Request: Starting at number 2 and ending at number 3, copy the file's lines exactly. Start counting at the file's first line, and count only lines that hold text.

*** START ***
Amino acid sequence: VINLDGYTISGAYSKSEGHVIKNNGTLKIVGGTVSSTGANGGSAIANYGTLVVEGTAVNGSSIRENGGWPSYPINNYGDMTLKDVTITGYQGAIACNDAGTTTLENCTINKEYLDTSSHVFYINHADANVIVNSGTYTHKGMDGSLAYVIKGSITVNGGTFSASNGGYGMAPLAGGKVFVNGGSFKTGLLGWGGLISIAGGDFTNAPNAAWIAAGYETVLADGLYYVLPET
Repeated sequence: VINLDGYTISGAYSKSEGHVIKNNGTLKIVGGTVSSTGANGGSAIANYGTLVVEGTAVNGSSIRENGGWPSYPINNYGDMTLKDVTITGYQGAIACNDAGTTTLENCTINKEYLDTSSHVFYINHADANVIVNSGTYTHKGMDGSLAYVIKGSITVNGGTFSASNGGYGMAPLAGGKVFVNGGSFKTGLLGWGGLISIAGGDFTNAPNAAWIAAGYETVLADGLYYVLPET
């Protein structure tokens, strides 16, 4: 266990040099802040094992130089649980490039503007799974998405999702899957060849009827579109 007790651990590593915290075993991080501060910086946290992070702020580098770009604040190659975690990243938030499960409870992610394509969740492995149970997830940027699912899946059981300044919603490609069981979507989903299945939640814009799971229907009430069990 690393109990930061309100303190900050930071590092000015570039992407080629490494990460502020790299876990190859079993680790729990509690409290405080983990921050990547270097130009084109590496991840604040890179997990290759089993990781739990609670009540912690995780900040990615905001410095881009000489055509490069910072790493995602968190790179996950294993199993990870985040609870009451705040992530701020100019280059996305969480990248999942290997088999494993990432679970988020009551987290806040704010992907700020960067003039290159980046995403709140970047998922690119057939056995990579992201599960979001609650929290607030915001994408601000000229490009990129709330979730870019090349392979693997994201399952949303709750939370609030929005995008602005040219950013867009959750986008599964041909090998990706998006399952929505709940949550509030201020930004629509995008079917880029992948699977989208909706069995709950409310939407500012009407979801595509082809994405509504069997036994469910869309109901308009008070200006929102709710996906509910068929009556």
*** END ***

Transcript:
Repeated sequence: VINLDGYTISGAYSKSEGHVIKNNGTLKIVGGTVSSTGANGGSAIANYGTLVVEGTAVNGSSIRENGGWPSYPINNYGDMTLKDVTITGYQGAIACNDAGTTTLENCTINKEYLDTSSHVFYINHADANVIVNSGTYTHKGMDGSLAYVIKGSITVNGGTFSASNGGYGMAPLAGGKVFVNGGSFKTGLLGWGGLISIAGGDFTNAPNAAWIAAGYETVLADGLYYVLPET
């Protein structure tokens, strides 16, 4: 266990040099802040094992130089649980490039503007799974998405999702899957060849009827579109 007790651990590593915290075993991080501060910086946290992070702020580098770009604040190659975690990243938030499960409870992610394509969740492995149970997830940027699912899946059981300044919603490609069981979507989903299945939640814009799971229907009430069990 690393109990930061309100303190900050930071590092000015570039992407080629490494990460502020790299876990190859079993680790729990509690409290405080983990921050990547270097130009084109590496991840604040890179997990290759089993990781739990609670009540912690995780900040990615905001410095881009000489055509490069910072790493995602968190790179996950294993199993990870985040609870009451705040992530701020100019280059996305969480990248999942290997088999494993990432679970988020009551987290806040704010992907700020960067003039290159980046995403709140970047998922690119057939056995990579992201599960979001609650929290607030915001994408601000000229490009990129709330979730870019090349392979693997994201399952949303709750939370609030929005995008602005040219950013867009959750986008599964041909090998990706998006399952929505709940949550509030201020930004629509995008079917880029992948699977989208909706069995709950409310939407500012009407979801595509082809994405509504069997036994469910869309109901308009008070200006929102709710996906509910068929009556």